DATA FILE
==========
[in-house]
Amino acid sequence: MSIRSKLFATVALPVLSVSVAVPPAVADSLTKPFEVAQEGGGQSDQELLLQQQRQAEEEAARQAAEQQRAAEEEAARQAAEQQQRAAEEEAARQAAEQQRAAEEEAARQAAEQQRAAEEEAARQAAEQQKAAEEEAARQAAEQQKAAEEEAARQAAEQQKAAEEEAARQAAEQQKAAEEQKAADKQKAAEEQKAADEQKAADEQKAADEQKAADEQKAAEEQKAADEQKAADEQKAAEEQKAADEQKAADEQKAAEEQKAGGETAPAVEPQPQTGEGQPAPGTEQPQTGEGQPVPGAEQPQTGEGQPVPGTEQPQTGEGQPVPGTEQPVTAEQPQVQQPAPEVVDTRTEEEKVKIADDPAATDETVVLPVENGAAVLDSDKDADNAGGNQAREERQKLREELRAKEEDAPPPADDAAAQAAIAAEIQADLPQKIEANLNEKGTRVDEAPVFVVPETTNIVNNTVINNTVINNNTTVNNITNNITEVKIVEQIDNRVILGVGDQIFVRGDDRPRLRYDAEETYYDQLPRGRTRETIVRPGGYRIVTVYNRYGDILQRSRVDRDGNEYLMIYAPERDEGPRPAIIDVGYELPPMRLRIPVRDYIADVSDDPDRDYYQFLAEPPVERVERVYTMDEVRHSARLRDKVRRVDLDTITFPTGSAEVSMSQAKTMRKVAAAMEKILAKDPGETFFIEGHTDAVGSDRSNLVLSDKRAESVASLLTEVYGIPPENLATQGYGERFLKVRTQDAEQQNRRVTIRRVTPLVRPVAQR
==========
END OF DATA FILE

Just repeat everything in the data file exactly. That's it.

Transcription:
[in-house]
Amino acid sequence: MSIRSKLFATVALPVLSVSVAVPPAVADSLTKPFEVAQEGGGQSDQELLLQQQRQAEEEAARQAAEQQRAAEEEAARQAAEQQQRAAEEEAARQAAEQQRAAEEEAARQAAEQQRAAEEEAARQAAEQQKAAEEEAARQAAEQQKAAEEEAARQAAEQQKAAEEEAARQAAEQQKAAEEQKAADKQKAAEEQKAADEQKAADEQKAADEQKAADEQKAAEEQKAADEQKAADEQKAAEEQKAADEQKAADEQKAAEEQKAGGETAPAVEPQPQTGEGQPAPGTEQPQTGEGQPVPGAEQPQTGEGQPVPGTEQPQTGEGQPVPGTEQPVTAEQPQVQQPAPEVVDTRTEEEKVKIADDPAATDETVVLPVENGAAVLDSDKDADNAGGNQAREERQKLREELRAKEEDAPPPADDAAAQAAIAAEIQADLPQKIEANLNEKGTRVDEAPVFVVPETTNIVNNTVINNTVINNNTTVNNITNNITEVKIVEQIDNRVILGVGDQIFVRGDDRPRLRYDAEETYYDQLPRGRTRETIVRPGGYRIVTVYNRYGDILQRSRVDRDGNEYLMIYAPERDEGPRPAIIDVGYELPPMRLRIPVRDYIADVSDDPDRDYYQFLAEPPVERVERVYTMDEVRHSARLRDKVRRVDLDTITFPTGSAEVSMSQAKTMRKVAAAMEKILAKDPGETFFIEGHTDAVGSDRSNLVLSDKRAESVASLLTEVYGIPPENLATQGYGERFLKVRTQDAEQQNRRVTIRRVTPLVRPVAQR